For International Women's Day, Sarah Beattie-Smith, MSP Candidate for the South of Scotland, shares why she refuses to wait for change.
In my mid twenties, I was working as a policy officer for a national charity and I’d just completed a degree level course on economics. The organisation had been asked to send someone to a working lunch with the Bank of England to discuss interest rates. They sent me.
In the restaurant, as we milled around making small talk, one of the men from the Bank (they were all men) turned to me and said “we’ll have two bottles of the cabernet sauvignon and some sparkling water”. I replied by looking him straight in the eye, introducing myself and calling the waiter over, watching the banker’s face glow red.
Gender balancing mechanisms in our electoral system are vital to gain equal gender representation in parliament.
The embarrassed man had seen a young woman in a meeting about economics and instantly assumed I was there to serve him. He soon realised his mistake, but we must understand that his assumptions came from a deep rooted idea about what men and women are capable of, and about our relative roles in society. Those ideas permeate everything, portraying men as leaders and women as subservient. But this is what we must change.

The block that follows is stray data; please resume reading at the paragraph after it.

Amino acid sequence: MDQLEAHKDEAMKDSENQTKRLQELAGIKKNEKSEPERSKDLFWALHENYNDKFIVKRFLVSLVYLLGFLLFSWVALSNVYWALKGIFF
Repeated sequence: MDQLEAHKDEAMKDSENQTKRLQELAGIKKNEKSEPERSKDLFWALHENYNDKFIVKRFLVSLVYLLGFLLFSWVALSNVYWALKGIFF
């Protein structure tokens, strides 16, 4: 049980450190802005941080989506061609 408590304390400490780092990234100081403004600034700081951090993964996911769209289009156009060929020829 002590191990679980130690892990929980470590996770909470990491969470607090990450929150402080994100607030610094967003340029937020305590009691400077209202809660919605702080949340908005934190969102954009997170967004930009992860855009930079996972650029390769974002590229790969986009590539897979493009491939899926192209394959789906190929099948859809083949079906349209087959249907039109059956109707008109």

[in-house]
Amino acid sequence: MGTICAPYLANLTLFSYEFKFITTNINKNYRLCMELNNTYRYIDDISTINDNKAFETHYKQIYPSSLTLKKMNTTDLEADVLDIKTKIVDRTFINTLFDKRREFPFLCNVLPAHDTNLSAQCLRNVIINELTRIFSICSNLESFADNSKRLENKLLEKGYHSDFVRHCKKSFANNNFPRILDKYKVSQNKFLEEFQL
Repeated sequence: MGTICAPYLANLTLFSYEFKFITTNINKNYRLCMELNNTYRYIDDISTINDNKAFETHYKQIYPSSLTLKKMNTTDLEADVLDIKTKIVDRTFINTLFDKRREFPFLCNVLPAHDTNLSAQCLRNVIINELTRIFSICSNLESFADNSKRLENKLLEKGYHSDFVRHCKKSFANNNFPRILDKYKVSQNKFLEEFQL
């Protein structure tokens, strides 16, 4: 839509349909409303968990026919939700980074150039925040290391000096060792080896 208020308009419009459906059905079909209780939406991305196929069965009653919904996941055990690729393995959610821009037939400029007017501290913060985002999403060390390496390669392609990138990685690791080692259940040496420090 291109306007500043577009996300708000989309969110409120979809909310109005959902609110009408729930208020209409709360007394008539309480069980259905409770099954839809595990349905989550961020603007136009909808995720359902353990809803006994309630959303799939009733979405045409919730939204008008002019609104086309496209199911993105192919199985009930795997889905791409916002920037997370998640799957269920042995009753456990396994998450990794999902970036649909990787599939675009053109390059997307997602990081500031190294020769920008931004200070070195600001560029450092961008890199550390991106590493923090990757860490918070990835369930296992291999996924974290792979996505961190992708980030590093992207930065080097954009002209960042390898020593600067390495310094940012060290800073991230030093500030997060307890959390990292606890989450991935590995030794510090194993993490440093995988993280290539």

As a feminist, a socialist and a Green, I fight to throw out those ideas and to rewrite our future. It is estimated that at the current rate of progress, it will take 117 years to achieve gender parity. I refuse to wait.
In the political sphere, there is much to be done. Gender balancing mechanisms in our electoral system are vital to gain equal gender representation in parliament. But we must also challenge the dominance of all male panels and a lack of women’s voices in political debate. It is clear that we need both hard, legislative change and to challenge those pernicious, unseen biases which we all hold. Only then will we truly achieve parity.